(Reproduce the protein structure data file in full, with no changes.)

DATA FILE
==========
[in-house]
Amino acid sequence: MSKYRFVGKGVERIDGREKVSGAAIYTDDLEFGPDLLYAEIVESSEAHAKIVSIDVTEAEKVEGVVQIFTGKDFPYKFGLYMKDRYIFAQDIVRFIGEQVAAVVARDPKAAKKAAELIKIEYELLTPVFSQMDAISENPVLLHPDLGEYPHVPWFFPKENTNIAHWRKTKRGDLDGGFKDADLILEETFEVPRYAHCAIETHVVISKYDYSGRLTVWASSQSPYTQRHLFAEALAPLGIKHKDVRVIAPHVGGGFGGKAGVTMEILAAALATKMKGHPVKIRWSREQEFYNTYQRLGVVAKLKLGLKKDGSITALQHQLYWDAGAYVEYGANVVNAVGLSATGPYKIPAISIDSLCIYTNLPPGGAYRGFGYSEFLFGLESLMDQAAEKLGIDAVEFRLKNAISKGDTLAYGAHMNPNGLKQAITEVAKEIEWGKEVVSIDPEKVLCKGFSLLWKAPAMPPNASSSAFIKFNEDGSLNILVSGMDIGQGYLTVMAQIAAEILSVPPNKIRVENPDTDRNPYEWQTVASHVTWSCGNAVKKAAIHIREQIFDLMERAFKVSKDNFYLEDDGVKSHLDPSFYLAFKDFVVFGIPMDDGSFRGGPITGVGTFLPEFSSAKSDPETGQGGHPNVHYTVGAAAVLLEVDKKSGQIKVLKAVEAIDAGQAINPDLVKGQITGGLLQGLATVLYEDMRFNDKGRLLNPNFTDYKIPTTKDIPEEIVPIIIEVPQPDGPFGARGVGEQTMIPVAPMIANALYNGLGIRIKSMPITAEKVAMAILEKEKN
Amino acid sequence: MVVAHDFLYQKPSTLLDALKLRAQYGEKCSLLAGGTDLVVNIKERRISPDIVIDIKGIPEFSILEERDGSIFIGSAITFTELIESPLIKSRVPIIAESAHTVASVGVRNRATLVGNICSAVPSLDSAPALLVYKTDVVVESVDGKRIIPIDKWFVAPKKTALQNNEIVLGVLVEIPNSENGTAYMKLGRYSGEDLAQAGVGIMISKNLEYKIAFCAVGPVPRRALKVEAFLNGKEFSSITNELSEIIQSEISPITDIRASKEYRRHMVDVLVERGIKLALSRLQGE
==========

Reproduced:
[in-house]
Amino acid sequence: MSKYRFVGKGVERIDGREKVSGAAIYTDDLEFGPDLLYAEIVESSEAHAKIVSIDVTEAEKVEGVVQIFTGKDFPYKFGLYMKDRYIFAQDIVRFIGEQVAAVVARDPKAAKKAAELIKIEYELLTPVFSQMDAISENPVLLHPDLGEYPHVPWFFPKENTNIAHWRKTKRGDLDGGFKDADLILEETFEVPRYAHCAIETHVVISKYDYSGRLTVWASSQSPYTQRHLFAEALAPLGIKHKDVRVIAPHVGGGFGGKAGVTMEILAAALATKMKGHPVKIRWSREQEFYNTYQRLGVVAKLKLGLKKDGSITALQHQLYWDAGAYVEYGANVVNAVGLSATGPYKIPAISIDSLCIYTNLPPGGAYRGFGYSEFLFGLESLMDQAAEKLGIDAVEFRLKNAISKGDTLAYGAHMNPNGLKQAITEVAKEIEWGKEVVSIDPEKVLCKGFSLLWKAPAMPPNASSSAFIKFNEDGSLNILVSGMDIGQGYLTVMAQIAAEILSVPPNKIRVENPDTDRNPYEWQTVASHVTWSCGNAVKKAAIHIREQIFDLMERAFKVSKDNFYLEDDGVKSHLDPSFYLAFKDFVVFGIPMDDGSFRGGPITGVGTFLPEFSSAKSDPETGQGGHPNVHYTVGAAAVLLEVDKKSGQIKVLKAVEAIDAGQAINPDLVKGQITGGLLQGLATVLYEDMRFNDKGRLLNPNFTDYKIPTTKDIPEEIVPIIIEVPQPDGPFGARGVGEQTMIPVAPMIANALYNGLGIRIKSMPITAEKVAMAILEKEKN
Amino acid sequence: MVVAHDFLYQKPSTLLDALKLRAQYGEKCSLLAGGTDLVVNIKERRISPDIVIDIKGIPEFSILEERDGSIFIGSAITFTELIESPLIKSRVPIIAESAHTVASVGVRNRATLVGNICSAVPSLDSAPALLVYKTDVVVESVDGKRIIPIDKWFVAPKKTALQNNEIVLGVLVEIPNSENGTAYMKLGRYSGEDLAQAGVGIMISKNLEYKIAFCAVGPVPRRALKVEAFLNGKEFSSITNELSEIIQSEISPITDIRASKEYRRHMVDVLVERGIKLALSRLQGE